- This called attention to the lack of legislation that would
prohibit such exports and the vulnerability of our sacred waters to commercial
- Diversions of water to areas outside the basin should be
- Great Lakes water should not be considered as a commodity
unless strict guidelines regarding quantity and degree of refinement are met. Such
guidelines should consider whether the water sold is packaged for individual consumption
such as raw bottled water in which case the quantity should be limited or whether the
water has been refined into a product for personal consumption such as a beverage or other
consumer product but again restricted by agreed upon quantities. Under no conditions
should large quantities of raw water be allowed to be exported outside the Great Lakes
- Before being concerned about diversions, one should look to
see whether there is a surplus of water.
- The hydrogeologic cycle, rather than just the hydrologic
cycle, should be examined.
Marylyn Burton, St. Marys River Binational Public Advisory
- Governments have not done a good job of protecting water
quality and water resources.
- Desalination plants should be considered. Governments
should provide funding. The oceans are closer to where the water is needed.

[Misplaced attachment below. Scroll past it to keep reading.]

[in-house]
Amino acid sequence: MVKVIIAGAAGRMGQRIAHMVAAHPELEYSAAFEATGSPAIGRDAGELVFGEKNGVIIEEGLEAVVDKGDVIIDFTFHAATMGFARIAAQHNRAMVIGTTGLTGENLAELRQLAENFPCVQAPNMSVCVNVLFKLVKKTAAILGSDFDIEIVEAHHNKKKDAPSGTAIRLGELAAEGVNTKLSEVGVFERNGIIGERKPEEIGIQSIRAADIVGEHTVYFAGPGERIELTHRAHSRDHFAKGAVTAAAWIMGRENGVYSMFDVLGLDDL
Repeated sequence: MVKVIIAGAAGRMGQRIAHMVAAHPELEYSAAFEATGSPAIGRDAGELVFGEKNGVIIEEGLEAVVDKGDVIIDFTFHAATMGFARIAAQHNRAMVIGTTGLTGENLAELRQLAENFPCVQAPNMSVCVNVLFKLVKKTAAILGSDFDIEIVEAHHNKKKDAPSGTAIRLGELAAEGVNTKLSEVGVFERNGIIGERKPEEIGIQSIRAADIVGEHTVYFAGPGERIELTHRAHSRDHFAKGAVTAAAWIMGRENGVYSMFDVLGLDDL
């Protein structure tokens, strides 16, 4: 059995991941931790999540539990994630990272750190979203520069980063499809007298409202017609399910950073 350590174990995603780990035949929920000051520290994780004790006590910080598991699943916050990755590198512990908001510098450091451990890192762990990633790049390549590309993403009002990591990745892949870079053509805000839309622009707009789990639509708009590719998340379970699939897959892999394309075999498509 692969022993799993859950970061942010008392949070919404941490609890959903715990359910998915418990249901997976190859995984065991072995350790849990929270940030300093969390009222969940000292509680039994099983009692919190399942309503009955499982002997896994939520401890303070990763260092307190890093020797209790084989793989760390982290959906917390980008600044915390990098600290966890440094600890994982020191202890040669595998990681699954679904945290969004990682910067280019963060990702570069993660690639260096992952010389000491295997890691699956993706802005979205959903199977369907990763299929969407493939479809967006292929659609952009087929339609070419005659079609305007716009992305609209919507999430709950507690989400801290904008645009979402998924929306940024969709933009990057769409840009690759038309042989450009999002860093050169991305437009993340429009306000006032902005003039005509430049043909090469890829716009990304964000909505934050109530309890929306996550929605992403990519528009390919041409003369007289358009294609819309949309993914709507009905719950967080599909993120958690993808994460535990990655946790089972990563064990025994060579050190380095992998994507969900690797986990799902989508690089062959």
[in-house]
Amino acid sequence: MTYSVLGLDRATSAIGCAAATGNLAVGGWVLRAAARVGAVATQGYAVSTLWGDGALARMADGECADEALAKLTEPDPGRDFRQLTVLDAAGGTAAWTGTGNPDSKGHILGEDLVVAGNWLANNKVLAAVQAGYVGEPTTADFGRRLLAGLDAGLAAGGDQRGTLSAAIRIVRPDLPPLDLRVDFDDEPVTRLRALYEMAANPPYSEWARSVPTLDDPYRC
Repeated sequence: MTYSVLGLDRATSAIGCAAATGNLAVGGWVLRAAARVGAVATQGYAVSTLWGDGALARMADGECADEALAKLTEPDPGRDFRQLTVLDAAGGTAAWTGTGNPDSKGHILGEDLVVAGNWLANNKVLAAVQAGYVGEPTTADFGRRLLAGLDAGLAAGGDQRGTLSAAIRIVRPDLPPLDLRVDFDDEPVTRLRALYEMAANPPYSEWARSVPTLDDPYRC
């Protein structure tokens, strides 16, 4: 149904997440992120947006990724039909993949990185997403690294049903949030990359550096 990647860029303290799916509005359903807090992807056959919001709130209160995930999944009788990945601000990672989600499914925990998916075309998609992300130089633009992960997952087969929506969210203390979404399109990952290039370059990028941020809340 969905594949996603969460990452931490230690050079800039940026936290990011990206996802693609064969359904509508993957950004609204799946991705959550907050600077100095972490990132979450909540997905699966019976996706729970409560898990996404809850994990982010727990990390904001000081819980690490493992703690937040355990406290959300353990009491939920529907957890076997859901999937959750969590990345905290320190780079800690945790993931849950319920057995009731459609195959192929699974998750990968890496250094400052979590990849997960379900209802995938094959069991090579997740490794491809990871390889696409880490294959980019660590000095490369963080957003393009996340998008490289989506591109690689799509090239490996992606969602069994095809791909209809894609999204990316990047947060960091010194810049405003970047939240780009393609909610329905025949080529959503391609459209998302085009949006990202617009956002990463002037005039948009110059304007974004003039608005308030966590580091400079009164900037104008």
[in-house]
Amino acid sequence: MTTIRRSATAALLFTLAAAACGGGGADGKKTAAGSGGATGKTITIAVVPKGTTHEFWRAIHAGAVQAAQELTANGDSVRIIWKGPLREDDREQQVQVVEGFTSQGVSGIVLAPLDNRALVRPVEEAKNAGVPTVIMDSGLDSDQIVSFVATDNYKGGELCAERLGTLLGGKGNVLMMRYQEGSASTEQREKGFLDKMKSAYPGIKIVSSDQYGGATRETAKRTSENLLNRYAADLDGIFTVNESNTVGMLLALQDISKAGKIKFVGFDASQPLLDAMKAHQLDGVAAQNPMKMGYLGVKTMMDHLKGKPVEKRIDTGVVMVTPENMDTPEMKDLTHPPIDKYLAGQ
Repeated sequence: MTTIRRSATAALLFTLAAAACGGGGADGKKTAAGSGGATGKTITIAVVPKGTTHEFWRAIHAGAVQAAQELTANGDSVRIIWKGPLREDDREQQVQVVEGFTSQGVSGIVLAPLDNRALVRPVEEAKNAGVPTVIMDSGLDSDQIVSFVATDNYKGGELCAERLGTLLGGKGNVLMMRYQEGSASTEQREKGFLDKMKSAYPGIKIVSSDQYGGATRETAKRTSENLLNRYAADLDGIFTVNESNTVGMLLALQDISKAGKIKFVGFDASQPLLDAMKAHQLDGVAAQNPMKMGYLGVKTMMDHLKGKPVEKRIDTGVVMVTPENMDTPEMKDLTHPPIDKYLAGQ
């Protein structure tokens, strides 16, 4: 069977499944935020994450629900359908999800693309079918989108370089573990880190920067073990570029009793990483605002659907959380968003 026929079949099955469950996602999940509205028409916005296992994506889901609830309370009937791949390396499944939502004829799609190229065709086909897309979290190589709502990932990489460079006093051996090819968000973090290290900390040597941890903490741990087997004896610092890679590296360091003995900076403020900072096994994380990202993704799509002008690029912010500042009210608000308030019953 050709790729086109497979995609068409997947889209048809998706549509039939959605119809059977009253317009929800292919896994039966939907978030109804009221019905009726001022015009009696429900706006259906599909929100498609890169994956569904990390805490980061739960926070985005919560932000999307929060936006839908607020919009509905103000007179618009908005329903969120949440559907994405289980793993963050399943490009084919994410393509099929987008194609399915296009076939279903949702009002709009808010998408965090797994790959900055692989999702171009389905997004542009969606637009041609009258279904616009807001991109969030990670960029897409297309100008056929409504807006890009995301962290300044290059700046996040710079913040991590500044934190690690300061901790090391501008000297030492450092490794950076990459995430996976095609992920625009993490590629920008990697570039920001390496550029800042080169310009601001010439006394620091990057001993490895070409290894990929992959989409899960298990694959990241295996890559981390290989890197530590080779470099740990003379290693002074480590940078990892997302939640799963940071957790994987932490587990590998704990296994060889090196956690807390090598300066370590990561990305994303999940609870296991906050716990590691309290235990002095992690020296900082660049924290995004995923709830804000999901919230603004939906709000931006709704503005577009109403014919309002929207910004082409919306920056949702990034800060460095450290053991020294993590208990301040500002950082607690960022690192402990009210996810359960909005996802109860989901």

- Lower water could affect navigation, lessen the ability of
the Lakes to clean themselves and could also expose contaminated sediments.
- Look at the history of the Aral Sea. Could this ever happen
to Lake Superior?
- We must protect this irreplaceable resource for generations
Harry Graham, Sault Rapids Society
- Have seen many changes in the rapids over 76 years.
- Concerned about what the removal of water might mean for
the watershed. Water over the rapids has already been significantly reduced. The tourist
industry could be at risk.
- Before any big changes are made affecting the rapids, a
thorough environmental assessment should be carried out.
- Lake Superior should be an inspiration to the world.
- Diversions in Northern Manitoba have resulted in
significant adverse effects.
- We have seen that seemingly inexhaustible resources can be
used up. The East Coast cod fishery is an example.